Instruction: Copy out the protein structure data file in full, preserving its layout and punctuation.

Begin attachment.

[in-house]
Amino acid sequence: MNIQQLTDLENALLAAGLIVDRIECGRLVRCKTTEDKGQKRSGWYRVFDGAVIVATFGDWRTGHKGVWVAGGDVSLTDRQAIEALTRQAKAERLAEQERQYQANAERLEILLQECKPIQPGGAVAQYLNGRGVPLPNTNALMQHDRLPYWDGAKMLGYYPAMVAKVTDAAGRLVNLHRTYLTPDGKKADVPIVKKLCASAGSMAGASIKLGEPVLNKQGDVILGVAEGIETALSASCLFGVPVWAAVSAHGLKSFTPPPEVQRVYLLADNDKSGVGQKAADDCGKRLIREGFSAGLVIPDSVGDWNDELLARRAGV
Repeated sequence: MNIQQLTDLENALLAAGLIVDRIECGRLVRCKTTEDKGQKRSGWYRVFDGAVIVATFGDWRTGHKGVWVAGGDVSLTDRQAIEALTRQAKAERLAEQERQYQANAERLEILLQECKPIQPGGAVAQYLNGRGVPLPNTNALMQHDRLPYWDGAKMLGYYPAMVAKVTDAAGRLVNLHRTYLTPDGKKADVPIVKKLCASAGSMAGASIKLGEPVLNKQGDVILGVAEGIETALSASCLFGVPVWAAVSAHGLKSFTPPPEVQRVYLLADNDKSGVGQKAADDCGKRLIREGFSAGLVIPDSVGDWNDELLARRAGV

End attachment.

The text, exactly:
[in-house]
Amino acid sequence: MNIQQLTDLENALLAAGLIVDRIECGRLVRCKTTEDKGQKRSGWYRVFDGAVIVATFGDWRTGHKGVWVAGGDVSLTDRQAIEALTRQAKAERLAEQERQYQANAERLEILLQECKPIQPGGAVAQYLNGRGVPLPNTNALMQHDRLPYWDGAKMLGYYPAMVAKVTDAAGRLVNLHRTYLTPDGKKADVPIVKKLCASAGSMAGASIKLGEPVLNKQGDVILGVAEGIETALSASCLFGVPVWAAVSAHGLKSFTPPPEVQRVYLLADNDKSGVGQKAADDCGKRLIREGFSAGLVIPDSVGDWNDELLARRAGV
Repeated sequence: MNIQQLTDLENALLAAGLIVDRIECGRLVRCKTTEDKGQKRSGWYRVFDGAVIVATFGDWRTGHKGVWVAGGDVSLTDRQAIEALTRQAKAERLAEQERQYQANAERLEILLQECKPIQPGGAVAQYLNGRGVPLPNTNALMQHDRLPYWDGAKMLGYYPAMVAKVTDAAGRLVNLHRTYLTPDGKKADVPIVKKLCASAGSMAGASIKLGEPVLNKQGDVILGVAEGIETALSASCLFGVPVWAAVSAHGLKSFTPPPEVQRVYLLADNDKSGVGQKAADDCGKRLIREGFSAGLVIPDSVGDWNDELLARRAGV